Jul 14, 2021Wet Bulb Globe Temperature Used by ‘Majority’ of NCAA ATCs
Heat illnesses present a major risk for athletes, especially football players. The National Athletic Trainers Association (NATA) established recommendations to prevent heat illnesses that include measuring wet bulb globe temperature (WBGT), but adherence to this recommendation is unknown.
The WBGT is a comprehensive index that takes into account air temperature, humidity, and radiation. Specifically, WBGT includes the measurement of wet-bulb temperature (humidity), dry-bulb temperature (ambient temperature), and globe temperature (radiant heat). The WBGT value is used to assess the potential impact of environmental heat stress and establish exercise guidelines.
NCAA sports other than football also use WBGT index to assess heat stress. Two sets of heat stress guidelines, each based on WBGT, were designed for men’s NCAA Championship Division I distance-running competitions, for instance. One set of guidelines was established to minimize the chance of heat injury during distance running events. A second set was designed to predict heat stress-related performance decrements
A survey was sent to all 130 Division 1 FBS athletic training staffs to determine their use of the WBGT to assess heat stress. The results were collected and analyzed by the Utah State University professors before being published in May 2019 entitled, “Use of the Wet Bulb Globe Temperatures in NCAA FBS Athletic Training Staffs.”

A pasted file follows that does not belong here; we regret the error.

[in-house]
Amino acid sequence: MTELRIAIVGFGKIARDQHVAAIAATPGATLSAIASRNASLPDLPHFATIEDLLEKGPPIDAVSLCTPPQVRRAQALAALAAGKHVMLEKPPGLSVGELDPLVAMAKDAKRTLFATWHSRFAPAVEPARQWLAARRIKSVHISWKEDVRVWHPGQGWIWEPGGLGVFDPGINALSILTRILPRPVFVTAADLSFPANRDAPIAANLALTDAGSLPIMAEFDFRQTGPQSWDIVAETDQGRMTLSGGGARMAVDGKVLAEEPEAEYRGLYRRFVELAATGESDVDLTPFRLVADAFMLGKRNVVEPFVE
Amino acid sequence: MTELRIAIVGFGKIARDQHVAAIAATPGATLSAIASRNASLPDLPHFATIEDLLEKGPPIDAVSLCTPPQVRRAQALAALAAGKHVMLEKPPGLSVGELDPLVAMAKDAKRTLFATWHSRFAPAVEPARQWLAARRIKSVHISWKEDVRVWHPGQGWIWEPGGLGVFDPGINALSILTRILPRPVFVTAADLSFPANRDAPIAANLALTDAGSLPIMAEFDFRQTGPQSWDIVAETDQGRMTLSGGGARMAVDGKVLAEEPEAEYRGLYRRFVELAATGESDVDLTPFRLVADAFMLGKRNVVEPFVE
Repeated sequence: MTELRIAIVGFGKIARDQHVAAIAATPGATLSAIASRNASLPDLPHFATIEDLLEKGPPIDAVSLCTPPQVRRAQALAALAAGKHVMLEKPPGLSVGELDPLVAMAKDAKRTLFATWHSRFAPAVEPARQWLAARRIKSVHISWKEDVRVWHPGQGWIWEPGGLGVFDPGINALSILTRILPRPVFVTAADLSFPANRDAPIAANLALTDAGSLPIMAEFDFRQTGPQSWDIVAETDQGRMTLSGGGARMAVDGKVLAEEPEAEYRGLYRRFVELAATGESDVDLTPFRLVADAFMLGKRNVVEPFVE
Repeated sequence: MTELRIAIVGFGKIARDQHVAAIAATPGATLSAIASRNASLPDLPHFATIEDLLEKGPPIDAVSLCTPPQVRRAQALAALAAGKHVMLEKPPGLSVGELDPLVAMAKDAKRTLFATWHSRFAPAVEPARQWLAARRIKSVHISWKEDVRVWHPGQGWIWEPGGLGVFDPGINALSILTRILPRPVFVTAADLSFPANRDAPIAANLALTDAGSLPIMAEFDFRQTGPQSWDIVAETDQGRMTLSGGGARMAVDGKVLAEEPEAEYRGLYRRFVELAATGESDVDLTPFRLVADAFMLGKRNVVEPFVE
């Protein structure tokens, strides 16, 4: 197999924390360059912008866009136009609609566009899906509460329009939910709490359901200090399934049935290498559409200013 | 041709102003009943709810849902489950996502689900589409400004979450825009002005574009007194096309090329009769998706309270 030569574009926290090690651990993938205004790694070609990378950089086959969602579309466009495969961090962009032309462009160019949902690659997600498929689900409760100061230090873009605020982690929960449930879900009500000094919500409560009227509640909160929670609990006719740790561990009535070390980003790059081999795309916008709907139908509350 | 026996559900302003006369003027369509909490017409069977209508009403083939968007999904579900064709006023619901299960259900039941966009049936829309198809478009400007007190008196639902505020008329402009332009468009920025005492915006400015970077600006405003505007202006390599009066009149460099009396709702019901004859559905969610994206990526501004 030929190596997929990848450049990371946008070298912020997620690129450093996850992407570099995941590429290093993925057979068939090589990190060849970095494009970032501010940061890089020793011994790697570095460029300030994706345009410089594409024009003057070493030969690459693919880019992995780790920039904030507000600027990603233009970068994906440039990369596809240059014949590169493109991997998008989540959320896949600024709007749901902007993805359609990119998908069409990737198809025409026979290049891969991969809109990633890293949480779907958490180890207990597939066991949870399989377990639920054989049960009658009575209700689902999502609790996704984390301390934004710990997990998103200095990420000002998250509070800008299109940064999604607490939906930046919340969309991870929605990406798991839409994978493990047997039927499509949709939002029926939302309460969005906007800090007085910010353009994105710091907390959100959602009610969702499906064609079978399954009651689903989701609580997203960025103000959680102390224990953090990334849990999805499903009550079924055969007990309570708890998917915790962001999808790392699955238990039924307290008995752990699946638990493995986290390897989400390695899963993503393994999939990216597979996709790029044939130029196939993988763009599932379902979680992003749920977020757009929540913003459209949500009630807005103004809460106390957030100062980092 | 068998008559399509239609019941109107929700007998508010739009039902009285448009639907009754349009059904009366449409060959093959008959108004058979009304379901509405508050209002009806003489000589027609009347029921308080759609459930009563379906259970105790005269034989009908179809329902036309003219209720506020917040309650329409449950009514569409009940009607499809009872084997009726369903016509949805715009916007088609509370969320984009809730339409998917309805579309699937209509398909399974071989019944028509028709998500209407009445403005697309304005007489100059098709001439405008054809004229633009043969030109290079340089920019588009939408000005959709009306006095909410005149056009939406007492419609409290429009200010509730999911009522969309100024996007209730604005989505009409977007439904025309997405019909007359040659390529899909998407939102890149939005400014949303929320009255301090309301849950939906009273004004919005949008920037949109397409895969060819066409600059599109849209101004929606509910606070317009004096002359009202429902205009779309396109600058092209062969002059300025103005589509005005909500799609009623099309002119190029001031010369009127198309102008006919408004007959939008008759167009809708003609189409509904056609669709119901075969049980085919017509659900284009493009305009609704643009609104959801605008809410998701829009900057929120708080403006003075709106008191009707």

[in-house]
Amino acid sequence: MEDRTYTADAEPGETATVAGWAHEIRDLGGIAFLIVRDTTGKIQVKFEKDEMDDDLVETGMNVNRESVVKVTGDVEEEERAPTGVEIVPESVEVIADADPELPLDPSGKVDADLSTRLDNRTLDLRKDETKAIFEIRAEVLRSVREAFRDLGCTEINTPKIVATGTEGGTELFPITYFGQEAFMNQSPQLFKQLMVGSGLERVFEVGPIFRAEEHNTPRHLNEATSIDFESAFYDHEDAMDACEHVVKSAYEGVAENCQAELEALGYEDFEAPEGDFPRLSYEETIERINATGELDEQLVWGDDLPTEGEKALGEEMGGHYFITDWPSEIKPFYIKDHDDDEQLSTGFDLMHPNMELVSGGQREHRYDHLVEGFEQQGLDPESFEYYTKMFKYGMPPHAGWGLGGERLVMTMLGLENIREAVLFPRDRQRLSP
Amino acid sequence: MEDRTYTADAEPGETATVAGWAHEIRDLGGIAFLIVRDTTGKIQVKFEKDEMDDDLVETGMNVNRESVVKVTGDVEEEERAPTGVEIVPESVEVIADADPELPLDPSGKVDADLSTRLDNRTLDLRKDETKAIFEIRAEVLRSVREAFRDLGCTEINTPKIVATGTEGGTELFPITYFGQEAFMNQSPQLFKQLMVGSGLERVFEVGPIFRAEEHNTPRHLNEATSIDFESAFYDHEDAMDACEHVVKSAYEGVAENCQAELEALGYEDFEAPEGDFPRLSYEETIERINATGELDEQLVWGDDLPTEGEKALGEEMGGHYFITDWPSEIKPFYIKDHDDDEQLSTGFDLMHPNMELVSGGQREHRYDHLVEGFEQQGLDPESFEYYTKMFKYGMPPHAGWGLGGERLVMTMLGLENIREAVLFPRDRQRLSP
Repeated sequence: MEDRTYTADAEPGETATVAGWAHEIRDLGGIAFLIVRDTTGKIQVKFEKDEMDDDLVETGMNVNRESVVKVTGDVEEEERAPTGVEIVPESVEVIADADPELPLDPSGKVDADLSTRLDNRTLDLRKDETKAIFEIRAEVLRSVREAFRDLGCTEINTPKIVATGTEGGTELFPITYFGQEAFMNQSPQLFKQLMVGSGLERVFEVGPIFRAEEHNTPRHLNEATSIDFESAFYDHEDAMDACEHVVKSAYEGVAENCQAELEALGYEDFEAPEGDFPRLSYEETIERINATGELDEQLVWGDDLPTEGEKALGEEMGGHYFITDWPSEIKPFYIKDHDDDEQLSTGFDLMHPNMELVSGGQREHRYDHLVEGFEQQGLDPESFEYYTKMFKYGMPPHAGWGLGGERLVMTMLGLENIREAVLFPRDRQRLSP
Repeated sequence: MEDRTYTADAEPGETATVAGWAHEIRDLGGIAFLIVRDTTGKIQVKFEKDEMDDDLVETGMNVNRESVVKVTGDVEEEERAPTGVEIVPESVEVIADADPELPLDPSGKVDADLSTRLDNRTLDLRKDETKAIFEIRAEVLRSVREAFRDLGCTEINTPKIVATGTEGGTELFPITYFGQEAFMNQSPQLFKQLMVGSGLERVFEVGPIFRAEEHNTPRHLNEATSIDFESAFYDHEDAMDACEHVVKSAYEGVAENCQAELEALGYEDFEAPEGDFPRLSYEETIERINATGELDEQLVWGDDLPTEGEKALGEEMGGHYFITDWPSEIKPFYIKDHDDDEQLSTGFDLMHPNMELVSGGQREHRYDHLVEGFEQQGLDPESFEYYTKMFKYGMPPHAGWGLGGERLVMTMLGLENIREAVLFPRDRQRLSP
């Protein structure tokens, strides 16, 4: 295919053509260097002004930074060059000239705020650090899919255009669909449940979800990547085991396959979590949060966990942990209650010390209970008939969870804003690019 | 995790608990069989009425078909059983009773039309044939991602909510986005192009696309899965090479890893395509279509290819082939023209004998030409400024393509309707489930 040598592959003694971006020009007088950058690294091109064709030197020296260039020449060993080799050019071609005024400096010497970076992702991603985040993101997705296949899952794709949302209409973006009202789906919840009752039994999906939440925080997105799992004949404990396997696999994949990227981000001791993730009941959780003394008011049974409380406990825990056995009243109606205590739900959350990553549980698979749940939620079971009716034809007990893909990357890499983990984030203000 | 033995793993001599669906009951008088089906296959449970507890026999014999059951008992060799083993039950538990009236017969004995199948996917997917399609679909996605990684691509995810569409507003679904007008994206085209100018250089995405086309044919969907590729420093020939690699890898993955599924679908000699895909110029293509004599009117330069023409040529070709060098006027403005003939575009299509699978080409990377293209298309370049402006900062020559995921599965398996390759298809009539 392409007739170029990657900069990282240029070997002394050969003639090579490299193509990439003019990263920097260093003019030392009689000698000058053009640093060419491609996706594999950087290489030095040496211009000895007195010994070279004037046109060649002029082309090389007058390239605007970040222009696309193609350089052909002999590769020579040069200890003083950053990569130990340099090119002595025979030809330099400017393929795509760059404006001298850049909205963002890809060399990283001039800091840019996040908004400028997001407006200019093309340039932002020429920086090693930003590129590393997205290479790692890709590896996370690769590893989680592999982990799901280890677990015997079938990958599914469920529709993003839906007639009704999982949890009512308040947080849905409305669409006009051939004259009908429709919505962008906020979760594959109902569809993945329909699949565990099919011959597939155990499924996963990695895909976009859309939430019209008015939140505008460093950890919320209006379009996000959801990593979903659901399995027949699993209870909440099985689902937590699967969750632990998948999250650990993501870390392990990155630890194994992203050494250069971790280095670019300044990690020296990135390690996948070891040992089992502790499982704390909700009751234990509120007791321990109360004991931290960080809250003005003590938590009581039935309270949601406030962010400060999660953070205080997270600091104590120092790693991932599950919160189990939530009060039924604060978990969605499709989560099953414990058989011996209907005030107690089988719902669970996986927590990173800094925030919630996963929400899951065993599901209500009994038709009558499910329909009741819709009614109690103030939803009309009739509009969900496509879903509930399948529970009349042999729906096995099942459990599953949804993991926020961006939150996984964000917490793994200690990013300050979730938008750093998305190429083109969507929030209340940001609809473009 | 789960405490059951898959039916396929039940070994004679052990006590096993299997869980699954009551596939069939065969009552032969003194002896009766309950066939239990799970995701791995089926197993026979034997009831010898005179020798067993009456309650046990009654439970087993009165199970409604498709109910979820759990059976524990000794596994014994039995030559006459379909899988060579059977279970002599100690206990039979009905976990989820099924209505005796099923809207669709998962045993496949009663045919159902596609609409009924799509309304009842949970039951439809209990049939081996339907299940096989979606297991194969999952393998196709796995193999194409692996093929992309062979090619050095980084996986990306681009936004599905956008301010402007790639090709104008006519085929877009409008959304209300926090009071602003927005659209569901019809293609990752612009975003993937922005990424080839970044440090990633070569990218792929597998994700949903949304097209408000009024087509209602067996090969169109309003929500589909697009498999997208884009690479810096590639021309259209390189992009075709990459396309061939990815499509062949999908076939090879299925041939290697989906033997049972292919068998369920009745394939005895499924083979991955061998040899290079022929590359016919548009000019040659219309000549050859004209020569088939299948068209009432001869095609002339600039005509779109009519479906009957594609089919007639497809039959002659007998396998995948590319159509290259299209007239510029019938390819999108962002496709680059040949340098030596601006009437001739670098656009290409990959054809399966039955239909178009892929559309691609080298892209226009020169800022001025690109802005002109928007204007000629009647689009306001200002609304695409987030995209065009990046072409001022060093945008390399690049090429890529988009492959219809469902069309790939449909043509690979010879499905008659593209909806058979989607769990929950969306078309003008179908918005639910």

Of the 82 respondents (63% response rate), 59 use WBGT to assess heat stress. However, only 19 use it for summer conditioning. Of the 23 universities that do not use WBGT, 10 noted that extreme heat or humidity is not an issue where they are located.
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The majority of FBS training programs (72% of respondents) use the WBGT, but adherence to this NATA recommendation varies throughout the season (summer conditioning versus practice) and is likely influenced by the geographical location of the university.
To read the full study from Utah State University on the use of WBGT, click here.